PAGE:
But I do remember pegging the ball on a line from rightfield once so long and hard and accurate that it made everyone playing for a split moment look at me differently. I also remember stepping up to the plate one golden at bat and clouting a ball on the sweet fat barrel of my Louisville Slugger with Rocky Colavito’s autograph etched on it over the leftfielder’s head and traveling like a rocket over the makeshift sawhorses with rope tied between them we used as markers for an automatic home run in those days, just so we could be like big leaguers there on our field in the hot summertime, on that field where we’d made bases from old tee shirts and raised a mound from dirt and sprinkled sand around the batter’s box, and trot around the bases after a home run like we were players on the Game of the Week. I saw that ball climb and soar and the leftfielder stop and watch it clear the sawhorse, and for a tick in time I was allowed the thrill of jogging leisurely around the bases and coming down the third base line knowing there was no throw coming to beat me at home, to tag me out, because this was automatic, this was what a fellow got to do when he launched a long ball.

And somehow I knew that Rocky was watching right then and that he was smiling and proud of me.

I was a ballplayer.

Well, I grew up like all boys do and got interested in girls and cars, went to college and got a sheepskin, and now I’m this old guy with a wife and grownup children and grandkids and a house in the suburbs. I don’t have to worry about who’s better than me anymore. I don’t have to call on illusions and phantoms to help me get by and I accept myself for the person life has had me become.

Yet sometimes I pass by a park or a field where kids are playing ball. They always seem so serious and intent, and I somehow sense what’s going on in their heads. I know they are walking that fine line of happiness and dejection, of success and failure, of wanting to prove somehow that they belong with these other kids around them, that they are ballplayers too.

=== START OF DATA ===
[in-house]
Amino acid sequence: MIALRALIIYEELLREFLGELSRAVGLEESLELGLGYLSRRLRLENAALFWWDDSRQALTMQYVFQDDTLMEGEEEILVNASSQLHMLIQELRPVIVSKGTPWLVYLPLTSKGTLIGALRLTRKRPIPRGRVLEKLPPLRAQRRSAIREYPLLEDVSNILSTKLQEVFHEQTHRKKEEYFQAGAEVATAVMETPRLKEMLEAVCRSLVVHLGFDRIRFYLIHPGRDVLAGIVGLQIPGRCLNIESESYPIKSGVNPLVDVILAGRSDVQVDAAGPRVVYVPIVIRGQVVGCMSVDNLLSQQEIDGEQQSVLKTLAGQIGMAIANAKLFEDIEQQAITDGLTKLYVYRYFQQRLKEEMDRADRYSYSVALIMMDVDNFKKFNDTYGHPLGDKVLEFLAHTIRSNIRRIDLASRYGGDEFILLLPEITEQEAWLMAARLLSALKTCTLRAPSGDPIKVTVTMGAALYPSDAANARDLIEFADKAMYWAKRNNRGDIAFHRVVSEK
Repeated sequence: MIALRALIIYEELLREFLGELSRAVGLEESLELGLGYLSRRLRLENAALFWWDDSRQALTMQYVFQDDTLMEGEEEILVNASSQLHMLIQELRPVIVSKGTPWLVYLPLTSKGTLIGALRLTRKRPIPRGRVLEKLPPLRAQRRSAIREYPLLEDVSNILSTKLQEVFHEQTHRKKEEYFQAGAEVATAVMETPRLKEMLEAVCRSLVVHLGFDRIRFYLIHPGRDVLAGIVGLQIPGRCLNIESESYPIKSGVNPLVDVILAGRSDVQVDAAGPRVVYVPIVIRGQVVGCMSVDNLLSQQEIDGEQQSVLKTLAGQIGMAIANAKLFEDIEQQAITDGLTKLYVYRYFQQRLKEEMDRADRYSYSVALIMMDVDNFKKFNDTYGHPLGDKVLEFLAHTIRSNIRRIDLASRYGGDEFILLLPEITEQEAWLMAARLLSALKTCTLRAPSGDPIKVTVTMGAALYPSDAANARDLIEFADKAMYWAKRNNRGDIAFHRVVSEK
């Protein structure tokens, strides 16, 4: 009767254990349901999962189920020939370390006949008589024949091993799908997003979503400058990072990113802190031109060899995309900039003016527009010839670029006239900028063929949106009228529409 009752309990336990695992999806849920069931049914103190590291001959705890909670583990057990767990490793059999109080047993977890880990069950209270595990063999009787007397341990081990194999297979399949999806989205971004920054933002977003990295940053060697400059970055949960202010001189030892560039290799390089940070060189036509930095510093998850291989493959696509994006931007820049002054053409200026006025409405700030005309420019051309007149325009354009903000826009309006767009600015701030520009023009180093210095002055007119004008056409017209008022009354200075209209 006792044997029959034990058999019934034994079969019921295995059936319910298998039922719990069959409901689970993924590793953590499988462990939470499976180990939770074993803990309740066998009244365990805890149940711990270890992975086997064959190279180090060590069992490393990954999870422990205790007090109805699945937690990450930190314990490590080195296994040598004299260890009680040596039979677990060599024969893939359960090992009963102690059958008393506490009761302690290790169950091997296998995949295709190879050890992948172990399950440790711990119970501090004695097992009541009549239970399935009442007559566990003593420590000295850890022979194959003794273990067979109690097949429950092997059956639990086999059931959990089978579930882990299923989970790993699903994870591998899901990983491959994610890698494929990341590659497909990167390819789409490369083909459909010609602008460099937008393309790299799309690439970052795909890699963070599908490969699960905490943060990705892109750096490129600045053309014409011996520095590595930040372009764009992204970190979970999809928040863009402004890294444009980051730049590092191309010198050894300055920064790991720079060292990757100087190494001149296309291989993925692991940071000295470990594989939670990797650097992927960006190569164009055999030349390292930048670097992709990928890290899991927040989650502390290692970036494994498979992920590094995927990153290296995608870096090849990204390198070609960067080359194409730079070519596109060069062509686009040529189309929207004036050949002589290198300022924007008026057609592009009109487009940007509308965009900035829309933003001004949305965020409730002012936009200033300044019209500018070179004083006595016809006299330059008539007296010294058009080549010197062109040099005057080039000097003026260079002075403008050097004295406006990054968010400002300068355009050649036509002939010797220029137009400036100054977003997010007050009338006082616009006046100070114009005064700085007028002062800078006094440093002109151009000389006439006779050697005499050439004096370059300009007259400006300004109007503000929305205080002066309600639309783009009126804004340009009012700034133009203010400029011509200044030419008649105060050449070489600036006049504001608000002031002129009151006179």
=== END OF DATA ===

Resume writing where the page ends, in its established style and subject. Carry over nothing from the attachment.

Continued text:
And I always look over in rightfield and seek out that one lonesome soul who’s out there by himself. I wonder if there’s a friendly spirit out there with him right then, telling him what to do next, assuring him that in the end everything is going to turn out okay. And as I drive by and the game disappears, I think of Rocky and smile all the way home.

* As of this writing, Rocky Colavito is still alive and resides in a small town outside Cleveland, Ohio. He is represented in this work by his spirit and memory of lost days gone but not forgotten.

Thanks, Rocky!

Article © Ralph Bland. All rights reserved.
Published on 2023-07-17
Image(s) are public domain.
3 Reader Comments
05:31:46 PM
As usual Ralph, you're spot-on with imagery. I can remember when everyone else was better at everything that mattered to kids as your story beautifully portrays. And today, which coincidentally is my 70th birthday, I am indeed comfortable with "the person life has had me become."

Perhaps as I sit down to write again, I'll imagine you sitting across the desk from me, and I'll ask "do you think I can write this?"

"There's always a chance," you'll say. "You never know."

Thanks for the birthday gift, Ralph.
02:46:59 PM
Nicely done.
Jim Hartley
09:42:46 AM
Enjoyed the article. Glad to have heard about it and called it up. I'm out of the Nashville loop so I don't hear much about your writing.